The Grantee is most commonly the person who assigned the number onto retention (i.e. the person registered as keeper of the donor vehicle) although, at the time of transfer, the "Grantee" can be specified.

    Once the Retention Document has been issued, the 'Grantee' cannot be changed. For this reason, when purchasing a registration number, it cannot be assigned onto a Retention Document in your name if it is already on a Retention Document.

    A 'nominee' name can be added to the Retention Document which will then allow the registration number to be transferable to a vehicle registered in a name other than the Grantee's. The nominee name can be changed (or added) at any time, however the nominee does not have the right to assign the registration number, change the nominee or extend the Retention Document.

  • Transfer Fee

    The process of removing a registration number from a vehicle is called retaining and costs £80. Where the number is not assigned immediately to another vehicle, a Retention Document is issued that shows the registration number is held without the need of a vehicle for a period of 10 years.

    The £80 DfT transfer fee has to be paid in advance, and nothing further is paid to assign the number onto the receiving vehicle. There is no DfT charge to renew the Retention Document.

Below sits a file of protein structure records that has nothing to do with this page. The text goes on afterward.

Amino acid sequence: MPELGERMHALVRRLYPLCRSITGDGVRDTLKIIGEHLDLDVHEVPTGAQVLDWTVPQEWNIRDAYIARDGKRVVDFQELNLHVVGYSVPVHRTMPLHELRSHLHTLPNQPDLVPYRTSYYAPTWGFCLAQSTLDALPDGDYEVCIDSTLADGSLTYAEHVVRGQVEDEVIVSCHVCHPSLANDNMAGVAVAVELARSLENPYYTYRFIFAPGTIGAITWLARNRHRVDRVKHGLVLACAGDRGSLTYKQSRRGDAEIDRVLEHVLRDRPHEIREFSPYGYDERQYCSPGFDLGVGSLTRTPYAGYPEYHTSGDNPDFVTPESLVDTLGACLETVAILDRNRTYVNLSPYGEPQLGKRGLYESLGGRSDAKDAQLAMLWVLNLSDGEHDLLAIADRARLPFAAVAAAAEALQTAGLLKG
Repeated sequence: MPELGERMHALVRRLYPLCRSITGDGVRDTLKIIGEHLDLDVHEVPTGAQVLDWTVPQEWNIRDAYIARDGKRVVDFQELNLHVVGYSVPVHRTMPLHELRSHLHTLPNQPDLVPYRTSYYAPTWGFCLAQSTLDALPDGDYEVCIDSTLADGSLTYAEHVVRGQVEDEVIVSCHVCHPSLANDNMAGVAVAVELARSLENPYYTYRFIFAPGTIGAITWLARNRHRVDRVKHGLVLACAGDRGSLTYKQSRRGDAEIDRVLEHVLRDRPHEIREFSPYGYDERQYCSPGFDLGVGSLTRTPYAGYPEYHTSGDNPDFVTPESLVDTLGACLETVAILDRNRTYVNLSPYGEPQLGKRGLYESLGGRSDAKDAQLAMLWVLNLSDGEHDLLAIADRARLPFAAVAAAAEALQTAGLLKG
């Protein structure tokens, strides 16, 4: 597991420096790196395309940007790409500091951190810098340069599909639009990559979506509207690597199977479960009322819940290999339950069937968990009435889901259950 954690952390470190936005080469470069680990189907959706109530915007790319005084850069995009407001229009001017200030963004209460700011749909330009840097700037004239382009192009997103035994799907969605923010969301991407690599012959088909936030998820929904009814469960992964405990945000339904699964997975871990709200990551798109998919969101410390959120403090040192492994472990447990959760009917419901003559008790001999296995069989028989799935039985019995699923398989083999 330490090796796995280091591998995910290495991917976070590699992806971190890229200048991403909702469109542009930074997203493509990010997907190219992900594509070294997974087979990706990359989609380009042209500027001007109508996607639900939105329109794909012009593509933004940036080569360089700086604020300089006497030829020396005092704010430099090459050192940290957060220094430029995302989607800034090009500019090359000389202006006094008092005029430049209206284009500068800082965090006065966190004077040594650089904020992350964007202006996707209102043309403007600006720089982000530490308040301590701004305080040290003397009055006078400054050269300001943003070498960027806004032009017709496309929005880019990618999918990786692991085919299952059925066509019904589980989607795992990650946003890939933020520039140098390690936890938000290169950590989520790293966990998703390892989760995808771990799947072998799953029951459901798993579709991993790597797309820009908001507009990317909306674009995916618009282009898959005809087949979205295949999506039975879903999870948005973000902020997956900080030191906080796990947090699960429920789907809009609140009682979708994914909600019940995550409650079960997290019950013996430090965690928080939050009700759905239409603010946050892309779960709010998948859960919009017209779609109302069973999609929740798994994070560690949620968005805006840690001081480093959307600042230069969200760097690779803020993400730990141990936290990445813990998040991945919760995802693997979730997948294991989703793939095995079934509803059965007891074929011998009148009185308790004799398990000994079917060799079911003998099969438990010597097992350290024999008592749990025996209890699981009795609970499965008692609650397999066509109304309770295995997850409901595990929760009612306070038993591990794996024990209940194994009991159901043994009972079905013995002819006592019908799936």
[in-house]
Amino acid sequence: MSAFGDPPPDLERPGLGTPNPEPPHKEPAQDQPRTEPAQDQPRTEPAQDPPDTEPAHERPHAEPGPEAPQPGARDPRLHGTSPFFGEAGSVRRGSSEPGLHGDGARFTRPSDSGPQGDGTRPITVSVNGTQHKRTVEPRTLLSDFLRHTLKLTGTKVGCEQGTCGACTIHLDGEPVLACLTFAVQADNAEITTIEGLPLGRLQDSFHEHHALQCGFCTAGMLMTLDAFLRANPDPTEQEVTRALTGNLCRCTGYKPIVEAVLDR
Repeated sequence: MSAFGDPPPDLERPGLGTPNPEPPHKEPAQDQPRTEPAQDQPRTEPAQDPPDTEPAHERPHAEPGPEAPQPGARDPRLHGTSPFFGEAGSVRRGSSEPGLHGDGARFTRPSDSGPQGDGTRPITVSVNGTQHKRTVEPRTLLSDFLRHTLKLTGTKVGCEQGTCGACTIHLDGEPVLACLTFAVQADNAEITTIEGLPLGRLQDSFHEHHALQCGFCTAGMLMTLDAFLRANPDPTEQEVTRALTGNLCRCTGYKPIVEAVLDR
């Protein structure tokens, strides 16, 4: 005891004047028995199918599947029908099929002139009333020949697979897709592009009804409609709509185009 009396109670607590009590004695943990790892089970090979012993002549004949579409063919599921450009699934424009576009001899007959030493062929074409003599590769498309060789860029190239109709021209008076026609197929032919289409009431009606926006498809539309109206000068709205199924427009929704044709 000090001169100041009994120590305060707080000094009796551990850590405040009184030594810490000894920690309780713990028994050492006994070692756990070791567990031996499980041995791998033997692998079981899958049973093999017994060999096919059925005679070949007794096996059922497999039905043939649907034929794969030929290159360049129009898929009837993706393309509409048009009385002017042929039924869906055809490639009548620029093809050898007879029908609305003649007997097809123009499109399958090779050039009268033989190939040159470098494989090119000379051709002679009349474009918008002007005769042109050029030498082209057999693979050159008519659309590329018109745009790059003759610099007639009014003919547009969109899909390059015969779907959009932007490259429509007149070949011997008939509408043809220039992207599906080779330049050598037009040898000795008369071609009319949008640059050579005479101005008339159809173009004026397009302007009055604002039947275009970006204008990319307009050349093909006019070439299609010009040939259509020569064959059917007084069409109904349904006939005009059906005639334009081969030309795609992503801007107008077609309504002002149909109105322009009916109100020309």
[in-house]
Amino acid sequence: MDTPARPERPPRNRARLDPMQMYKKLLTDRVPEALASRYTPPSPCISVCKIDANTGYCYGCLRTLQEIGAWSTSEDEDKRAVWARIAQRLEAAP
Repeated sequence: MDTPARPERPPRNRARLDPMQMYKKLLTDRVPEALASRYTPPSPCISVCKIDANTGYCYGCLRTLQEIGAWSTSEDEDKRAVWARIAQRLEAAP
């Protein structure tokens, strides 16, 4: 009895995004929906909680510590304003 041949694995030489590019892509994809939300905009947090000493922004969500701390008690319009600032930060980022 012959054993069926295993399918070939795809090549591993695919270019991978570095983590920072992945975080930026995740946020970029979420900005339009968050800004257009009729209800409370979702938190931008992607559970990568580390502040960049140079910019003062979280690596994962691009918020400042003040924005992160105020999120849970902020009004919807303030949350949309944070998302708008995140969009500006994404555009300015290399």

• Transfer Process

    The transfer process is managed by our team of experts who are in constant contact with the DVLA (Swansea). We will do everything we can to ensure that transfer is done as quickly as possible, however timescales are often out of our hands.

  • V317 Document

    Application form to transfer a number from vehicle to vehicle or vehicle to retention.

  • Registration Certificate

    The V5C, V5C(W) and V5C(NI), commonly known as a "logbook" is a two page Certificate that is issued when a vehicle is registered with the DVLA. The V5C is predominantly red in colour and will have a "DVL" watermark visible in the white box when held up to the light.

    The V5C is not proof of ownership as DVLA records keepers and not owners. The V5C is sent to the registered keeper.

    The information it shows includes:

    • vehicle registration number
    • vehicle keeper's name and address
    • other important information about the vehicle (the make, vehicle identification number (VIN) and number of previous keepers)
  • V5C Registration Certificate

    See Registration Certificate

  • V62 Form

    This is an application form for a replacement V5C registration document.

  • V750 Certificate of Entitlement

    A Certificate of Entitlement is a DVLA Certificate that holds a "newly issued" registration number until a vehicle is available. The certificate can be renewed only by the person named as "PURCHASER". The number can be assigned onto a vehicle registered in the name of either the "Purchaser" or the "nominee".

    A "nominee" name can also be specified on the Certificate of Entitlement which will allow the registration number to be transferable to a vehicle registered in a name other than the Purchaser.

  • V778 Retention Certificate

    See Retention